A buyout would give MSN several key assets, but would put it under the watchful eye of consumer watchdogs.
Whether a deal will happen is unclear, according to sources familiar with the talks. But in the event that it does, Microsoft would likely face guff from consumer watchdogs for buying a company known for tracking Web surfers and delivering annoying pop-ups. (Microsoft's MSN Internet arm stopped selling pop-ups more than a year ago.)
Representatives for Microsoft and Claria declined to comment on any talks.
Strategically, a buyout would give MSN several key assets. First, the Internet portal would acquire an advertising network that sells and targets promotions to people outside the MSN Network--holdings that rivals Google, Yahoo and America Online already own. As online ad sales grow by more than 30 percent annually, that is increasingly important.
"Like AOL buying Advertising.com (last year), MSN can use Claria to extend its existing advertising relationships," said Charlene Li, an analyst at Forrester Research.
Second, MSN would acquire technology to personalize advertisements--search ads, banners or pop-ups--as well as tailor content to Web surfers. Personalizing the consumer Web experience is an ambition of all of the major portals, including MSN, so that people grow more loyal to one service over another.
Finally, MSN would gain access to a system with in-depth knowledge of consumer behavior on the Internet. Claria's software is installed on an estimated 40 million desktops and is designed to monitor people's actions, behaviors, likes and dislikes in order to display targeted ads. The company also operates a research division that extrapolates consumer habits over the long term. The New York Times first reported the story.
Still, Claria, formerly Gator, has a sullied history with publishers, advertisers and Web surfers. Long equated with pop-up ads, the Redwood City, Calif.,-based company makes downloadable software that's often bundled with and supports free applications like peer-to-peer file-sharing network Kazaa. It monitors surfers' habits and displays ads as they traverse the Web.
For example, it might show a pop-up page of Yahoo search ads after a user types in a search term at Google. Displaying competitive ads atop rival Web sites is one of its trademark practices and has drawn the ire of publishers such as The New York Times and major advertisers such as Wells Fargo. Claria has settled legal complaints out of court.
In the last two years, Claria has labored to overhaul its image and products. It renamed itself, published a set of best practices for adware makers, and most recently, said it has terminated a distribution deal with longtime partner Kazaa. Claria spokesman Scott Eagle said the company gave Kazaa "notice of termination" two weeks ago.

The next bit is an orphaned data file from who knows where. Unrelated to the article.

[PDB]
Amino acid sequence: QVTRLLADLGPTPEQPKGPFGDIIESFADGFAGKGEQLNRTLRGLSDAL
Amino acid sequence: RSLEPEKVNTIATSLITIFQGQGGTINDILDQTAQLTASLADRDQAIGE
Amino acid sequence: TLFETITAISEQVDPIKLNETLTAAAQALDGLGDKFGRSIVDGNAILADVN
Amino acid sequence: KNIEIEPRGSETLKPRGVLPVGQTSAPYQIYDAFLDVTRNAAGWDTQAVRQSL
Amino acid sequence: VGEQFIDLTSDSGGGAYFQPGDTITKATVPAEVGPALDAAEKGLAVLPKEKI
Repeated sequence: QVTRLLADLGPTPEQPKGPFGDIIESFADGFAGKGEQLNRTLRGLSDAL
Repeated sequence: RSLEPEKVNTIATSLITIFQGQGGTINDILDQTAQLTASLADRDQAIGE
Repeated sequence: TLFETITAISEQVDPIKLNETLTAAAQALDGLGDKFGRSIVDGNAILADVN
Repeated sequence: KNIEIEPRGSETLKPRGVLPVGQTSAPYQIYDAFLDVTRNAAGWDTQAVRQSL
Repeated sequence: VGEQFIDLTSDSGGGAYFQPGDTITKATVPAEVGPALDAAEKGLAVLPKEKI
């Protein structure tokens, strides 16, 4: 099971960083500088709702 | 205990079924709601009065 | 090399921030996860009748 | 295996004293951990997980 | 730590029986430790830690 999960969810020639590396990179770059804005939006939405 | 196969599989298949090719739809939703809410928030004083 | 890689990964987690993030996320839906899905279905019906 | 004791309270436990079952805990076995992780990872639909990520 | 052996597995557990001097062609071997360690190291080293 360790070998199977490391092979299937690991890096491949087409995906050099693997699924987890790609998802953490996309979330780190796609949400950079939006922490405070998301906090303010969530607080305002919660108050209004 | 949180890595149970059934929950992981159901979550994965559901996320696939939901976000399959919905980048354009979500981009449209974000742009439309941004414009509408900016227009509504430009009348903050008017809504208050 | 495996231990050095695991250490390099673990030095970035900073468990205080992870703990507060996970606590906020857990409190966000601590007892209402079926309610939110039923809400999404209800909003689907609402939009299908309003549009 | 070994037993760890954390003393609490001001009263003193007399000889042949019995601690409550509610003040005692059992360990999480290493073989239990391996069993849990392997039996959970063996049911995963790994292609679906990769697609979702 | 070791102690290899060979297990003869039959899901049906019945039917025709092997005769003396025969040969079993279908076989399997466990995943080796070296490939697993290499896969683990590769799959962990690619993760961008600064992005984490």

Claria has faced a lot of criticism over how it disseminates its software onto desktops, including bundling with software like Kazaa in a way that is unclear to consumers what they're getting. The company pulled its IPO plans last year.
Claria is also introducing new products that leverage its software's innate ability to track people. It has launched a product called Behaviorlink, which is designed to study consumers' habits online and then swap out untargeted ads on Web sites for targeted display ads. With the service, Claria is attempting to partner with major publishers, like MSN, to expand the number of people in its network to optimize how and when ads are shown, so they get a higher rate of consumer response. Claria also is proposing a similar service for search and personalized content.
"For this to work, it has to be on hundreds of millions of desktops so there's an improved consumer experience in advertising, search and content," Eagle said.
For MSN's part, the company has already shown interest in personalized services for its visitors. The Internet portal launched Newsbot, a news site that people can organize to their interest. It's also testing a personalized home page service called Start.com, which lets people aggregate RSS (Really Simple Syndication) feeds from across the Web. And it has introduced the MSN AdCenter, which gives advertisers the ability to research consumer behavior before planning and running a campaign.
"We think the space is important; we're interested in the idea of deeply personalized and customized Web experiences that increase the relevancy of the information people get," according to a Microsoft representative. But the representative added that the company, in whatever it does, will set rigorous controls around its products and services that give people the choice to opt in or out or restrict data that's collected.